African-American photographer Charles "Teenie" Harris, who was born in 1908 and died in 1998, left a legacy for admirers of photography, students of photojournalism and historians.
A Homewood native, he covered news events for the Pittsburgh Courier, a black newspaper that had a national reach at the time, from 1936 until his retirement in 1975, and earned the nickname "One Shot" from Pittsburgh Mayor David Lawrence because of his knack of capturing the image he wanted the first time he took it.
But his contribution goes beyond newsmakers because Mr. Harris also documented the Hill District, a black neighborhood of Pittsburgh that was in its prime a bustling business and residential district.
Carnegie Museum of Art, which acquired almost 80,000 of Mr. Harris' negatives in 2001, opens a retrospective of his work next weekend, "Teenie Harris, Photographer: An American Story," which will include both photojournalistic and studio images.
The 1,000 exhibited images will range from the famous, such as entertainer Lena Horne and baseball star Jackie Robinson, to children playing in front of their houses.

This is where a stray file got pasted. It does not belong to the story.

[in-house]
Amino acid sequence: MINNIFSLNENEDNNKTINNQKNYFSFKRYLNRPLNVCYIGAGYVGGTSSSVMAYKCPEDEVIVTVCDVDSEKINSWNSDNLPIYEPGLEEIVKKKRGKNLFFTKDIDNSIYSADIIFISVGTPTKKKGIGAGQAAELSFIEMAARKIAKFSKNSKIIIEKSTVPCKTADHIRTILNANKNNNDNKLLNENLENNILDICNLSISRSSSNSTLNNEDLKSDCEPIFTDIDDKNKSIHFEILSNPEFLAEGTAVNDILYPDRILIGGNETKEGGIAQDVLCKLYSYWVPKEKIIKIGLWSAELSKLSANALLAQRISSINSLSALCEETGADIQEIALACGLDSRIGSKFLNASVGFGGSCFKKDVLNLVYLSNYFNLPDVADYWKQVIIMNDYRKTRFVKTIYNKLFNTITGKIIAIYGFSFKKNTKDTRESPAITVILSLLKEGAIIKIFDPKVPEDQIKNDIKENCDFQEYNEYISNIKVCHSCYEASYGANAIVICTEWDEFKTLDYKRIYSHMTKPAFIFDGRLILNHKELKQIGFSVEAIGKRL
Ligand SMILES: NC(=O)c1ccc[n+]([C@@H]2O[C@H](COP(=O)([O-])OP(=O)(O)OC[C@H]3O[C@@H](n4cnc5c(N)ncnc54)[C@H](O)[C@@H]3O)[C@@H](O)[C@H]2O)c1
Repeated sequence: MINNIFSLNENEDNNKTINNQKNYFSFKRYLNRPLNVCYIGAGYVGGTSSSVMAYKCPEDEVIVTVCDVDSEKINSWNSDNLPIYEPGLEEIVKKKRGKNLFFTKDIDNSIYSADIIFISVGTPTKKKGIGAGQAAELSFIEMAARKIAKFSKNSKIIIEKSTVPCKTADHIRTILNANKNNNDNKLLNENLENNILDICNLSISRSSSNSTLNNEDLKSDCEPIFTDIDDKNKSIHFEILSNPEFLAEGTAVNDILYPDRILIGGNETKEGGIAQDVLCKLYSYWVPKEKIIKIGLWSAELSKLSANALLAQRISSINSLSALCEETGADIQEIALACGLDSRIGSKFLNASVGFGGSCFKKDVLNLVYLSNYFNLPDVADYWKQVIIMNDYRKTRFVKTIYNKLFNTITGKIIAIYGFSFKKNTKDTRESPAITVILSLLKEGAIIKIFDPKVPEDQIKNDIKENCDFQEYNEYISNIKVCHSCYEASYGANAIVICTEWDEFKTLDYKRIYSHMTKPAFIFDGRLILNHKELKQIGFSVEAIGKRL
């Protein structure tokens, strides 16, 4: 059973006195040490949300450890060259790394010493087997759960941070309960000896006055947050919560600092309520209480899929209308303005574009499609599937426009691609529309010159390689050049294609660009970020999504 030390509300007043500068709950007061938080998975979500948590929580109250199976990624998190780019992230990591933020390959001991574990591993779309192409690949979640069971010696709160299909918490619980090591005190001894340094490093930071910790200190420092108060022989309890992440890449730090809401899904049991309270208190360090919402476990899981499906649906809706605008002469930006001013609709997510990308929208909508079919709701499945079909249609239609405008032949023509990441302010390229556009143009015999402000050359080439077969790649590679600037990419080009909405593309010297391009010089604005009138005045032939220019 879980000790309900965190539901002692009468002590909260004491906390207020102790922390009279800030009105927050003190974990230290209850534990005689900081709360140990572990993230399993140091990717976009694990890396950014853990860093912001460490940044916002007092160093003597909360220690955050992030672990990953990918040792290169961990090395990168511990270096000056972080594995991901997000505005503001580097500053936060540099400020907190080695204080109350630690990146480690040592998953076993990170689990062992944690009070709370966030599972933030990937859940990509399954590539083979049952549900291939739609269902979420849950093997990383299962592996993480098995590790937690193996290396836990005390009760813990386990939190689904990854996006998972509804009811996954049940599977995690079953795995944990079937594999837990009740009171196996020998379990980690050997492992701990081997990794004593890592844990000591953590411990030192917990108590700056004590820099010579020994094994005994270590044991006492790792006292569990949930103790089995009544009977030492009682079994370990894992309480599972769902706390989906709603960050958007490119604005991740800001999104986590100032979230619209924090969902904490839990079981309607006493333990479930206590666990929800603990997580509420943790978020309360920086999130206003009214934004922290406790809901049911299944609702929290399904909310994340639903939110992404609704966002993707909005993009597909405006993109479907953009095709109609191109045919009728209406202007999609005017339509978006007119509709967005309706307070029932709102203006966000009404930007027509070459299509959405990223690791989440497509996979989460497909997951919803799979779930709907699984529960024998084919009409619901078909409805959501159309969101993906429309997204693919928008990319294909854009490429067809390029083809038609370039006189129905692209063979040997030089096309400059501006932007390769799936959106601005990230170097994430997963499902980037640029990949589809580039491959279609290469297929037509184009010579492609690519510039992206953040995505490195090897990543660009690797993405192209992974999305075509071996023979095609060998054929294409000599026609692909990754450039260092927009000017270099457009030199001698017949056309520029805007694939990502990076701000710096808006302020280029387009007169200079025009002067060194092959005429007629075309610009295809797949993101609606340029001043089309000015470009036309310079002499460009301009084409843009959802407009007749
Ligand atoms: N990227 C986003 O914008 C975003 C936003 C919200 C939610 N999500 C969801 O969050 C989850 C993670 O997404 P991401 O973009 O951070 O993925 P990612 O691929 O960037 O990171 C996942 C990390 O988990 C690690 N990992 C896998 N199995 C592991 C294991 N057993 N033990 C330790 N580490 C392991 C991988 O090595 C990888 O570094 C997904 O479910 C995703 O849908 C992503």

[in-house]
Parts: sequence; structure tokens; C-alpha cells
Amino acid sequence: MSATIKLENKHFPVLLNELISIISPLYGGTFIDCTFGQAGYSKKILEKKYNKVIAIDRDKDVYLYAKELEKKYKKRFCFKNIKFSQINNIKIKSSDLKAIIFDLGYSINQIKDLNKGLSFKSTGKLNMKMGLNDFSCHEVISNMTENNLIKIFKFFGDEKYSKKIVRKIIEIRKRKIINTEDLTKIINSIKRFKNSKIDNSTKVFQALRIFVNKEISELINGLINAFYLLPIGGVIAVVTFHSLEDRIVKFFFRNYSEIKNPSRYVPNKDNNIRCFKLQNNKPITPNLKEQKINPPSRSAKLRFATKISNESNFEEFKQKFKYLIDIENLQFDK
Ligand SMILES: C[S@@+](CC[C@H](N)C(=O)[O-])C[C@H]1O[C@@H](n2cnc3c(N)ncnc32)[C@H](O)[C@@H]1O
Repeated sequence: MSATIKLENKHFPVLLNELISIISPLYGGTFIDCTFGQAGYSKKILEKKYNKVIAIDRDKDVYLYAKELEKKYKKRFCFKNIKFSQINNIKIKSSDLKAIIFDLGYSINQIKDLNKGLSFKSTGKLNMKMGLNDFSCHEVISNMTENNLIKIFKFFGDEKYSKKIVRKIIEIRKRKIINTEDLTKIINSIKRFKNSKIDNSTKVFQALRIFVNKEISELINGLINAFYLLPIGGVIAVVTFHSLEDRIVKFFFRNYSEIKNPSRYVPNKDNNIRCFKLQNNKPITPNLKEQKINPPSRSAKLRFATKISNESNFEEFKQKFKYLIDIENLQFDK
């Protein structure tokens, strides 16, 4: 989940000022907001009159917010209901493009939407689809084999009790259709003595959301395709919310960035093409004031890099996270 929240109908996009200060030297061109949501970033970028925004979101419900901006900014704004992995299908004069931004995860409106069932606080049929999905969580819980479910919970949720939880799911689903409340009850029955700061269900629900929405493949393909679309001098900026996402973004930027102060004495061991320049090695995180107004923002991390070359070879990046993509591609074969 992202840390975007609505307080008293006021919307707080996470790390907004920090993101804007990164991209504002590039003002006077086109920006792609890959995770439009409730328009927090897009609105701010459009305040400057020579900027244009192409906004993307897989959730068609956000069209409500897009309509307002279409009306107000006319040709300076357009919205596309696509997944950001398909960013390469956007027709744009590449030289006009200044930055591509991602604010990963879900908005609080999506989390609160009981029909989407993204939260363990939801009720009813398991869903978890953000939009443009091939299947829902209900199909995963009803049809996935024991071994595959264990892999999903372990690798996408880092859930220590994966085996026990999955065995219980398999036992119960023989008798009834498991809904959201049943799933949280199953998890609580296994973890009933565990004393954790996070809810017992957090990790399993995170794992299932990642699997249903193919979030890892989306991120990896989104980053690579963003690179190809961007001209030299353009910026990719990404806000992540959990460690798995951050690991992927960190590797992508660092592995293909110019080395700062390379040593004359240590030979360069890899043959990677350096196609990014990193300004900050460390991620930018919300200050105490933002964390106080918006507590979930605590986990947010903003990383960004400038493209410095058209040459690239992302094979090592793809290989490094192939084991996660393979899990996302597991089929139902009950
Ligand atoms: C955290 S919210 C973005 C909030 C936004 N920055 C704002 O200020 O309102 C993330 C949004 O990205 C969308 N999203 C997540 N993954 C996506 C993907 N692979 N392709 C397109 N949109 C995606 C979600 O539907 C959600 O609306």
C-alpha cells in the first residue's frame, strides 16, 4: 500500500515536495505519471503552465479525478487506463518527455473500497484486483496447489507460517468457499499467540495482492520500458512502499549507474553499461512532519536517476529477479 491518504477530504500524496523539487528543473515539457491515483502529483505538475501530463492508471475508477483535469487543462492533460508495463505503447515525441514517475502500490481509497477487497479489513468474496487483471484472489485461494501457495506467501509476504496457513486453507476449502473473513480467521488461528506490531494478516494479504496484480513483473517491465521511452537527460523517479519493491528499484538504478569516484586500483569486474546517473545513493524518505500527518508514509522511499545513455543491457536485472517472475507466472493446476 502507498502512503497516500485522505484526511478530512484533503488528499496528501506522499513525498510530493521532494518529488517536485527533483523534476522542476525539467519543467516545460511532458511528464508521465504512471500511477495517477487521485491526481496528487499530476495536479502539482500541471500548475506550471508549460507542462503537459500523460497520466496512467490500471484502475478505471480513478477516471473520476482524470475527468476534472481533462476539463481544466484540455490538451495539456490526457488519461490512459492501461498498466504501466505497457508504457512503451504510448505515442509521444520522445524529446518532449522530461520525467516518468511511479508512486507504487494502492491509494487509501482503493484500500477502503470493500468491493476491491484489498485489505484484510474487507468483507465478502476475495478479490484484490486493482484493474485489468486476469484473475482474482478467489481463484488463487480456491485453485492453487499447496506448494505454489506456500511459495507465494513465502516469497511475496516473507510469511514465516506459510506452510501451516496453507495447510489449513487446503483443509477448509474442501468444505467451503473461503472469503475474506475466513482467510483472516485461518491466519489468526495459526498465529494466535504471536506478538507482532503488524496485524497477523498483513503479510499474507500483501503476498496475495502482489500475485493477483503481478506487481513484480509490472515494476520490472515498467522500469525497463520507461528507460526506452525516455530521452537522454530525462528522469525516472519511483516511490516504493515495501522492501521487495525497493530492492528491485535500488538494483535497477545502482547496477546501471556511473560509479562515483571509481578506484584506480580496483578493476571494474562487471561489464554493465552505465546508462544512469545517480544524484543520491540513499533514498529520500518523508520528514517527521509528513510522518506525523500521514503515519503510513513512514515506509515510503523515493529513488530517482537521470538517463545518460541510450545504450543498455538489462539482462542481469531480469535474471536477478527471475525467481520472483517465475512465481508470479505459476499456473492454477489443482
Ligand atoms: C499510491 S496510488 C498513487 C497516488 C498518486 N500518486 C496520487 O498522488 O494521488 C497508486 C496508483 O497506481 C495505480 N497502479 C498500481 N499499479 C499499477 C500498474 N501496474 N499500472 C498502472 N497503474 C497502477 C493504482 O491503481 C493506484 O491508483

In partnership with the museum, photographers from the Post-Gazette interviewed and photographed Teenie's subjects decades after he photographed them and recorded their memories of the famous photographer.
Design by Chris Kirk
Charles "Teenie" Harris photography courtesy of Carnegie Museum of Art
Post-Gazette photographers Rebecca Droke and Bill Wade recently interviewed some of the subjects of Teenie's photos, who share their remembrances.
The Pastor's Daughter
The Younger Teenie
The Jazz Musician
The Wedding Couple